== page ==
Staff who did not feel as if they were part of a team, who were kept in the dark about organisational practice and expected to deliver rather than collaborate, felt betrayed and angry. Had leaders communicated with humility, transparency and honesty for the past few years – if they had truly empowered others rather than their own agendas – the conversation around an ailing arts organisation could have been very different.
2020 exposed the weakness of this outdated idea of a leader. Abilities we once prized – oratory, curation and networking – can be learned. And yet, none of them matter if you do not work with your team with integrity and trust. Teams will support the ethos of the organisation if they believe leaders will put their interests, not those of boards or the bottom line, first. Crises force hard decisions that leave people feeling betrayed; leaders sadly have no way to escape this. But displaying your core values plays a crucial role in navigating a crisis with your colleagues.
Learning to lead
So, what now? It has been nice to see recent director job descriptions be more explicit in embracing other ideas and visions of leadership and an eagerness to bring in a diversity of voices and backgrounds. Only time will tell if this really translates into new leaders for the sector. Books, training and talks about leadership often say it starts from within; you must know yourself first. Of course, I thought I knew myself. I read books and listened to podcasts about women in leadership and emulated what I saw from 20+ years of different managers. But if 2020 taught us anything, it is that leaders are constantly changing and learning how to lead. One never really knows themselves – especially when everything they know is thrown into chaos.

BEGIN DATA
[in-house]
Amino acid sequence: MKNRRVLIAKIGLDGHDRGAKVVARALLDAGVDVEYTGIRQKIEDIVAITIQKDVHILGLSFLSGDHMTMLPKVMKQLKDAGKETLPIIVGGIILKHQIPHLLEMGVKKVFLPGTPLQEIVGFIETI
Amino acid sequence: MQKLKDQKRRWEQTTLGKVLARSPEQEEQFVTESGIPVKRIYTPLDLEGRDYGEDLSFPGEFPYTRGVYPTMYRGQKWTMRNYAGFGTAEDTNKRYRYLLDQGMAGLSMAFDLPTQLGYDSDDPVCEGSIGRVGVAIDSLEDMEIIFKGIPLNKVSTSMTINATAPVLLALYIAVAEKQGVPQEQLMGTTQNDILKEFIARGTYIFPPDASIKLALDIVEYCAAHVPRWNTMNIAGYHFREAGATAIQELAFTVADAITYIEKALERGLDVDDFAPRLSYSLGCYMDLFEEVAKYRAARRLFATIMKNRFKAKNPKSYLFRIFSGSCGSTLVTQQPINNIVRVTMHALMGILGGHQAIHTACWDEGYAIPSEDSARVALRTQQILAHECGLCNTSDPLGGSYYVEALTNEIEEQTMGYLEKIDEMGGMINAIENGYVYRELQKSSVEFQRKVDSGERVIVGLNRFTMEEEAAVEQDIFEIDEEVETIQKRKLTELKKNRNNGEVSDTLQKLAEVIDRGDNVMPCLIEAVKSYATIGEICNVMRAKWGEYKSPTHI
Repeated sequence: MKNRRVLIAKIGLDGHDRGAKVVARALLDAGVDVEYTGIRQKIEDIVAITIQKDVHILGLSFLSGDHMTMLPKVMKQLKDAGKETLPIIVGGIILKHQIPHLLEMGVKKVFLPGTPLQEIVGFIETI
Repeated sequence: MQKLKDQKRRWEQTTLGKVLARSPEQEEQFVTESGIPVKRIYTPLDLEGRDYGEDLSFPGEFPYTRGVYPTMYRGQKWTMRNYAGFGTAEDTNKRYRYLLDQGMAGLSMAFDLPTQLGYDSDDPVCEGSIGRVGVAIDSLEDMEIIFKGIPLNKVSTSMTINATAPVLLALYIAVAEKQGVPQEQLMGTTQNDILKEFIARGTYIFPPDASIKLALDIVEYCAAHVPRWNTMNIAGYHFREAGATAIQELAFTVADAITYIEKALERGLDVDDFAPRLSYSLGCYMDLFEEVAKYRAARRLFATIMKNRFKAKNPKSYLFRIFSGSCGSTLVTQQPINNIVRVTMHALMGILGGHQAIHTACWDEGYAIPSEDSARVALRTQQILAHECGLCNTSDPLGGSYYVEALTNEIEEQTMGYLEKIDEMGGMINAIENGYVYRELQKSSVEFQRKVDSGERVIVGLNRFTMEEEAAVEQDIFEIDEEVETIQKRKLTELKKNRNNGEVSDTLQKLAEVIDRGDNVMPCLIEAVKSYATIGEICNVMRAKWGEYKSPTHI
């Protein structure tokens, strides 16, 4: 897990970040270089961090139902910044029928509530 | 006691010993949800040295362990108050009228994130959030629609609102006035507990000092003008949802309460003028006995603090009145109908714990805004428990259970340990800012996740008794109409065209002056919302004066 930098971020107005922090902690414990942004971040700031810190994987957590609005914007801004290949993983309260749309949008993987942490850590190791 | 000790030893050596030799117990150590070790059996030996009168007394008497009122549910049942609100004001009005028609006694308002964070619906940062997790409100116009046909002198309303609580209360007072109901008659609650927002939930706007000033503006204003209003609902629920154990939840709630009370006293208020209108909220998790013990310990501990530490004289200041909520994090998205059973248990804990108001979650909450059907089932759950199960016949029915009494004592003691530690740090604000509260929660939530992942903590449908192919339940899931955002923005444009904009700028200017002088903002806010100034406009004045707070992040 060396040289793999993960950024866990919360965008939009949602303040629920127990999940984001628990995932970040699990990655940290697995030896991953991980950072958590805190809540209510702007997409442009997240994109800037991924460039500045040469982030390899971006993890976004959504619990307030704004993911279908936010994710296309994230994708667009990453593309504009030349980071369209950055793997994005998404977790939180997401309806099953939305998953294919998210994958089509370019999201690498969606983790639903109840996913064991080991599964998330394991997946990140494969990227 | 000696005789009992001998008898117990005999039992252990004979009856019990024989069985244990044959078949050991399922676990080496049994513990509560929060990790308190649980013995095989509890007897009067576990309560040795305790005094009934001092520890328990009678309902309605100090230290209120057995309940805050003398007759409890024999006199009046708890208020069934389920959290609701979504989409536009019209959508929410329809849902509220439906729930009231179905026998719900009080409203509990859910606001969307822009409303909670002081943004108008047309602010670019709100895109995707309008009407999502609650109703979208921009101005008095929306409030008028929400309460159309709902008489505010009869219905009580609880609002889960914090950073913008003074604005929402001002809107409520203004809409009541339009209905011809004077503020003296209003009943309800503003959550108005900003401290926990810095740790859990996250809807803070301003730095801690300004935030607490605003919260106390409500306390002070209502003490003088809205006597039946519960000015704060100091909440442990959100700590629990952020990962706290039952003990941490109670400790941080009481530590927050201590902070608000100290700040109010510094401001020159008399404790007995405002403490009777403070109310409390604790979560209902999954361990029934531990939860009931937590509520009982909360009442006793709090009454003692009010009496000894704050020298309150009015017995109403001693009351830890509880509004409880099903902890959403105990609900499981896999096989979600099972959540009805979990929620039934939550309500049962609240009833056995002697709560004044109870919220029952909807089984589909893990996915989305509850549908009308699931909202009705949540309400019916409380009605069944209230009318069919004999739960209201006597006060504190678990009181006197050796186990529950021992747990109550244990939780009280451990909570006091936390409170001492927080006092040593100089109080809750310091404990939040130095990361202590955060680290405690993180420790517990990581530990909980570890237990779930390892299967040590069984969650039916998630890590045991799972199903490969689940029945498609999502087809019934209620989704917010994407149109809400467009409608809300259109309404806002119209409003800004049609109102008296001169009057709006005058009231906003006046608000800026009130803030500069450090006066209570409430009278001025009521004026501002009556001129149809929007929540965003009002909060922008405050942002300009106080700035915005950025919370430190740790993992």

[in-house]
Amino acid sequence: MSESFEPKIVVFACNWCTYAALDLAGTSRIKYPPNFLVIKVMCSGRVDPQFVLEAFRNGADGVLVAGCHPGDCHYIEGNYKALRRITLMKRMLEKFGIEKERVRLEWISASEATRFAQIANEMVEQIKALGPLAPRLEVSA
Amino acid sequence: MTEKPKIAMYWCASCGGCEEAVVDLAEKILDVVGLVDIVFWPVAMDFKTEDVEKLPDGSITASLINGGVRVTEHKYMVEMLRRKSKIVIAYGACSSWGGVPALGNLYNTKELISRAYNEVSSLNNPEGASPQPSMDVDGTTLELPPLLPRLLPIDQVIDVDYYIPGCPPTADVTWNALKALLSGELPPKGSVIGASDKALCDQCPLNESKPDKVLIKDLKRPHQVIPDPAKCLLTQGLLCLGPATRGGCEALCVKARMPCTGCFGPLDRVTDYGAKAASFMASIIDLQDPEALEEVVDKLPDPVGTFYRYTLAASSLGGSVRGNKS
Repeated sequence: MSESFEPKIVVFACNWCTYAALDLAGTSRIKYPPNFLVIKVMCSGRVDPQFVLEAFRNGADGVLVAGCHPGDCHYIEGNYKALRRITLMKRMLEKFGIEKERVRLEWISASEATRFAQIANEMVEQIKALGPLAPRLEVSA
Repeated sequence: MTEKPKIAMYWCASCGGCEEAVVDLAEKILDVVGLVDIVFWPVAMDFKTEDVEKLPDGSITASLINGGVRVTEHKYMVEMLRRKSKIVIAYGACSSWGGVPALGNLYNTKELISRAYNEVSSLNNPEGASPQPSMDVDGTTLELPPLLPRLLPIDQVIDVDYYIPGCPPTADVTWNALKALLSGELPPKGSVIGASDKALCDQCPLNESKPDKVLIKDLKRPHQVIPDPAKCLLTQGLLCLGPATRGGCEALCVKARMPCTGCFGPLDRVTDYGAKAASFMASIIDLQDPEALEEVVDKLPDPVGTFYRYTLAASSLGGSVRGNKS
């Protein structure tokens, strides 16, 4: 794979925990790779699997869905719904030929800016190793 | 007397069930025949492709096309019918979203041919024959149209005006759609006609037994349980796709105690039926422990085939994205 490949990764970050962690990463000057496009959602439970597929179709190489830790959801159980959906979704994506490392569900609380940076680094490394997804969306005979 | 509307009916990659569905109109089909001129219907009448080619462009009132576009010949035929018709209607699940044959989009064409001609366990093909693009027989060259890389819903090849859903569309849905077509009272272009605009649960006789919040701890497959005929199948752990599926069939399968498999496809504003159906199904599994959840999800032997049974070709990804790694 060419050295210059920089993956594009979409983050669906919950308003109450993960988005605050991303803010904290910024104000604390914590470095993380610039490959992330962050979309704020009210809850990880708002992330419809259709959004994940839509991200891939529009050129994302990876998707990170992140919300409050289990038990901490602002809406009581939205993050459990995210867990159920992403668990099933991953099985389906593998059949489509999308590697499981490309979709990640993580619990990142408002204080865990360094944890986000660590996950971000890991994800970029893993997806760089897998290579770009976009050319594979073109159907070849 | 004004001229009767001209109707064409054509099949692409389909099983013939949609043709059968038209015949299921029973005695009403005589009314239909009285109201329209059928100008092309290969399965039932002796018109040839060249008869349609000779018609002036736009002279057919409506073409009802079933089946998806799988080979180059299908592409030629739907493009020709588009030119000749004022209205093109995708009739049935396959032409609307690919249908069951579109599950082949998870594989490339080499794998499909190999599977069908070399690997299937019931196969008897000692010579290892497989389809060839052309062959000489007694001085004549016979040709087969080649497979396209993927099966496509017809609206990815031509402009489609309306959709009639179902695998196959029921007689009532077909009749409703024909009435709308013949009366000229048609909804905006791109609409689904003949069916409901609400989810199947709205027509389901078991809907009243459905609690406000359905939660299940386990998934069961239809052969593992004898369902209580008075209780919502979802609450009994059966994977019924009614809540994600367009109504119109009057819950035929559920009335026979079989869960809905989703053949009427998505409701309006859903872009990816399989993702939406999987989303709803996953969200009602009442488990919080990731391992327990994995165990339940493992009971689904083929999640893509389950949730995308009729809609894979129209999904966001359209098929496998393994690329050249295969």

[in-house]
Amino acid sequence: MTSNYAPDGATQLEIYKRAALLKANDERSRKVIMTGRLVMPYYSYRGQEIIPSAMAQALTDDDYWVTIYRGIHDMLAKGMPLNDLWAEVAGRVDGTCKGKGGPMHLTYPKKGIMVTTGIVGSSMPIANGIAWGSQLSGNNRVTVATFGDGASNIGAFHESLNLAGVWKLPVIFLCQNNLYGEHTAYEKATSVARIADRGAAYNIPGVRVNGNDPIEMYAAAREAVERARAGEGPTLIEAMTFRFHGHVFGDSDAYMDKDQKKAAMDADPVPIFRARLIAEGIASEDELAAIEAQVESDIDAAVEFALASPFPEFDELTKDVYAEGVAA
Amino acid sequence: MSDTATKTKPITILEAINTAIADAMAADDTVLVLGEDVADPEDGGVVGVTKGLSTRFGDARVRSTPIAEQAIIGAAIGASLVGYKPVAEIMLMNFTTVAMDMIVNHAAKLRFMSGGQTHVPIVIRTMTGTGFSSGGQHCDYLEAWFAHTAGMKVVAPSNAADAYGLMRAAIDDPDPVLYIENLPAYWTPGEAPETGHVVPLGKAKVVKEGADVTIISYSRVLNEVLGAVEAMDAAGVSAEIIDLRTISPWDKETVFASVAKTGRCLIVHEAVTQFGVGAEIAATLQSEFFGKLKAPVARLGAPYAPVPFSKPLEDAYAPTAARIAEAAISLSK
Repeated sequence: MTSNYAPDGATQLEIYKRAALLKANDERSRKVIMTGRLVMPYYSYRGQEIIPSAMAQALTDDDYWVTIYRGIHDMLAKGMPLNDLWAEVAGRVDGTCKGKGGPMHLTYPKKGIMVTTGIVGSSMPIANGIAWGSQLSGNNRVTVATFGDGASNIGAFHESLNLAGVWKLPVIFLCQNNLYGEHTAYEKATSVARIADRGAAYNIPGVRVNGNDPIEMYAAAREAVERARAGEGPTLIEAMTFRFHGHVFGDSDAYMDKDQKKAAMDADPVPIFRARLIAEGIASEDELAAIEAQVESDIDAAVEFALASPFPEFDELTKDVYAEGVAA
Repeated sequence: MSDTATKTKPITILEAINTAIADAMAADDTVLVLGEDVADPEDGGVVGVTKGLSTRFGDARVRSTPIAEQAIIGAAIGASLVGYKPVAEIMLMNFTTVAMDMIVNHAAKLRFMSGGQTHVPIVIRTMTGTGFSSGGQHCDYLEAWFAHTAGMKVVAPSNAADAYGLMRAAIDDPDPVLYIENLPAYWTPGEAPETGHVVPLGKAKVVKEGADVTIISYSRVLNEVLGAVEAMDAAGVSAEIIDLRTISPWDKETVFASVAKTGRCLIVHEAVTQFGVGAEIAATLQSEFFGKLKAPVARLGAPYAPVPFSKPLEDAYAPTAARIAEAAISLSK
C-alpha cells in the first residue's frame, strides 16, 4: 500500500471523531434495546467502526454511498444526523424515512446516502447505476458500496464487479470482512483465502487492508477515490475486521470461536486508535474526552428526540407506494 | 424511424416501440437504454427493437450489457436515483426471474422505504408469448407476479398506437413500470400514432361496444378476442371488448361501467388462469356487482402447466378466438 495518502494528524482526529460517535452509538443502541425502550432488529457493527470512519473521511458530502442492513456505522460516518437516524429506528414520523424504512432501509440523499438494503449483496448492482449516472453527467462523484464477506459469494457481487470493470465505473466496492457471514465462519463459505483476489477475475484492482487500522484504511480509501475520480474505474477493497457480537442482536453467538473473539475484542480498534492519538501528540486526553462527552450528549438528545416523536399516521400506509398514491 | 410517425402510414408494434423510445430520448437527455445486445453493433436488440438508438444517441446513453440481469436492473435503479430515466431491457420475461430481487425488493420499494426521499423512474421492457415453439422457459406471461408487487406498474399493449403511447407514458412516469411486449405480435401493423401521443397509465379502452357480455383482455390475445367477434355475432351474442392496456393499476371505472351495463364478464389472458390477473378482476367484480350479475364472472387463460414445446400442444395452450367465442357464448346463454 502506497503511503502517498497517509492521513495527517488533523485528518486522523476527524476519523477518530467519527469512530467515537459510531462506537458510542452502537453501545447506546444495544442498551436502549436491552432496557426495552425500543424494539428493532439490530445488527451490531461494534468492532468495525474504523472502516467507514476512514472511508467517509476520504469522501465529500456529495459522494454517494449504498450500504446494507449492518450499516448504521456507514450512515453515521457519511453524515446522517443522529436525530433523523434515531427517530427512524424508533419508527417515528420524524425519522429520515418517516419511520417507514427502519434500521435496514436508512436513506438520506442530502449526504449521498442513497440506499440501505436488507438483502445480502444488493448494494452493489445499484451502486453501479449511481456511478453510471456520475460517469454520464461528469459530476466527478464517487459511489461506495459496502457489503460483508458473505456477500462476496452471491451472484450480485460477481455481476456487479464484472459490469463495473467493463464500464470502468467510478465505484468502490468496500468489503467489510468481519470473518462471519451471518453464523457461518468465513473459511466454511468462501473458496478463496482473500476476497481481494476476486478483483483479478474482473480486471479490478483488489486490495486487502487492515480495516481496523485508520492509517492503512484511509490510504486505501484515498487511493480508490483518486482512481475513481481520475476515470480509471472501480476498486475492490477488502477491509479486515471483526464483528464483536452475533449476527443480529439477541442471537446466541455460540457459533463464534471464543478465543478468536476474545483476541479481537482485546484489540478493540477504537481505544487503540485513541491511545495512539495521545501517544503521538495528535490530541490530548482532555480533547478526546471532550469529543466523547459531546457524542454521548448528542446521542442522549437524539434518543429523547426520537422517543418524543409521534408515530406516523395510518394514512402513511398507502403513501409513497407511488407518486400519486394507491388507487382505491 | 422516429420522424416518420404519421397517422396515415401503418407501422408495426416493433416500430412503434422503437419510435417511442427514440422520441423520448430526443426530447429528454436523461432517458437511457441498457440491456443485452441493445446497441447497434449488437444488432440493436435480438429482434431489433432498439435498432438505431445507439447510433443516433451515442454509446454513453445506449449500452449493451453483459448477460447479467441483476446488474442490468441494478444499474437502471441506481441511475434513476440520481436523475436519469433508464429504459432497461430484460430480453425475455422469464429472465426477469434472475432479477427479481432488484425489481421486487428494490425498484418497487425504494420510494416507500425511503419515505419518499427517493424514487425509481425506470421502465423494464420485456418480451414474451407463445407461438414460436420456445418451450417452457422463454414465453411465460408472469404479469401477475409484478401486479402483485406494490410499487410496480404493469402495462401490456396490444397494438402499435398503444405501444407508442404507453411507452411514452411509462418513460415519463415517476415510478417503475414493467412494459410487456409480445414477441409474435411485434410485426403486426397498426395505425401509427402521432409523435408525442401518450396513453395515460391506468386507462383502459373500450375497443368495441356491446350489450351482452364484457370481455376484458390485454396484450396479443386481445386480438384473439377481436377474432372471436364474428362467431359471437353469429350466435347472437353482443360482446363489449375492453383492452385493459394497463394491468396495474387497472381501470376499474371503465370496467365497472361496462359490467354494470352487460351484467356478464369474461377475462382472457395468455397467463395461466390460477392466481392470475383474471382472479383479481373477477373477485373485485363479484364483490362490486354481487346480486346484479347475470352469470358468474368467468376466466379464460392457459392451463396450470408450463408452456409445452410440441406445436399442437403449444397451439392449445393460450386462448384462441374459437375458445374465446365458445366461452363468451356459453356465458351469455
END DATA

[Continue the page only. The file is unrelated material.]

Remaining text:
I had to rethink what my role was in order to lead people through this challenging time. I had to go back to the instincts I was previously taught to suppress – to communicate, to be honest and show empathy, to give more, not less. Rather than doubling down on our previous ideals of senior management, now is the time to get creative in thinking about new, collective ways of working. Leaders of the future arts sector will be from all walks of life and will bring fresh ideas to what hierarchy means, perhaps embracing styles of lateral leadership.
As we head into 2021, let’s work more in partnership to find mutual and equitable objectives across teams. Let’s share good practice from artist-led organisations and community-led initiatives and facilitate training in lateral leadership. Let’s look to empower more individuals at all levels by working with honesty, open communication and empathy. This way, we can create space for new, successful leaders resulting in a much more collaborative arts sector. As Martin Luther King Jr. said: “We may have all come on different ships, but we’re all in the same boat now”.
Chelsea Pettitt is Head of Arts at Bagri Foundation.